William A. Dorman first encountered Sacramento State in 1960 as a 19-year-old transfer student from a community college. In the nearly 50 years since, the campus has been a hugely important part of his life. He graduated with a B.A. in journalism in 1963 and took an M.J. at U.C. Berkeley in 1965. He joined the Sac State faculty in 1967 in Journalism and transferred to the Government Department in 1996, taking full retirement in 2007. During his career at Sac State, Professor Dorman played an active role in establishing a number of programs, among them the Educational Opportunity Program, of which he is proudest. He also designed and introduced a number of courses, including War, Peace and the Mass Media, which was the first such course in the country, and he has always taken the most pride in his teaching.
As a scholar, Professor Dorman developed a national reputation as one of a handful of academics working in the area of mass media and their relationship to American defense and foreign policy. He has written extensively on foreign affairs and on press performance for publications ranging from Columbia Journalism Review to World Policy Journal. In 1985, he was invited to contribute the article on journalism in the nuclear age to the 40th anniversary issue of the Bulletin of the Atomic Scientists. He is co-author with Mansour Farhang of a ground breaking book, the U.S. Press and Iran (U.C. Press, 1987) and was a member of the 1990-91 Social Science Research Council's panel on the Press and Foreign Policy, which produced one of the most highly regarded studies of the 1991 war with Iraq, Taken by Storm: The Media, Public Opinion, and U.S. Foreign Policy in the Gulf War. More recently, he contributed to a similar volume on the 2003 war with Iraq.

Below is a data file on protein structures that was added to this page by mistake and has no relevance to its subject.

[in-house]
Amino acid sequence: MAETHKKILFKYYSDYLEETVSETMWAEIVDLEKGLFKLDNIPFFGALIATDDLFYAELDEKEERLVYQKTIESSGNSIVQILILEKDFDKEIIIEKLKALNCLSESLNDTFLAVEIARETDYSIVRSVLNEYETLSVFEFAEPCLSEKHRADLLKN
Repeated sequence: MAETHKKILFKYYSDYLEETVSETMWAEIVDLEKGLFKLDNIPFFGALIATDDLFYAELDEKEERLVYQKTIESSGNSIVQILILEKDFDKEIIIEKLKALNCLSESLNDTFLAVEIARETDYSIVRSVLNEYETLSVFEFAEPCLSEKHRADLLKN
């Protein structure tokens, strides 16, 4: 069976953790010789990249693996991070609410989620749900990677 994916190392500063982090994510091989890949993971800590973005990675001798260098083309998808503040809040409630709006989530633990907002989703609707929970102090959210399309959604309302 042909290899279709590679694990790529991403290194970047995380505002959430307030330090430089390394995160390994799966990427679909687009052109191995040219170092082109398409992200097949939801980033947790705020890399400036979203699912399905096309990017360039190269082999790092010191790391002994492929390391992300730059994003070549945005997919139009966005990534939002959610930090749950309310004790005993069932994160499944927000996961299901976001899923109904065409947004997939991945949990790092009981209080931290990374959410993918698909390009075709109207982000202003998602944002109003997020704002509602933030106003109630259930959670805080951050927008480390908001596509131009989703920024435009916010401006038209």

Prof. Dorman has lectured extensively in the United States and universities ranging from Stanford and Washington State University to Princeton and Rutgers, and abroad in Kuala Lumpur, Istanbul, Singapore and Rome. His media appearances include the Canadian Broadcasting Corporation, the British Broadcasting Company, National Public Radio, and on "Bill Moyer's Journal" for PBS. His many presentations at professional meetings and conferences have included papers at the Middle East Studies Association, the American Library Association and the American Studies Association.
During his 40-year-career at Sac State, he received every major award the campus offers for teaching, scholarship and intellectual leadership. He is the only faculty member to have been twice named to deliver the John C. Livingston Annual Faculty Lecture (1995 and 2006-07). in Spring 2002 he became the first Sacramento State faculty member to win The California State University's most prestigious honor, the Wang Family Excellence Award.
"My philosophy in the classroom has always been that the last thing higher education ought to do is simply provide society with spare parts. Our most useful task is to make our students aware of the forces seeking to define them and help them develop the willingness and talents necessary to challenge these forces when times demand it. In other words, I tried to make the same difference in the lives of my students that so many faculty at Sacramento State had made in mine."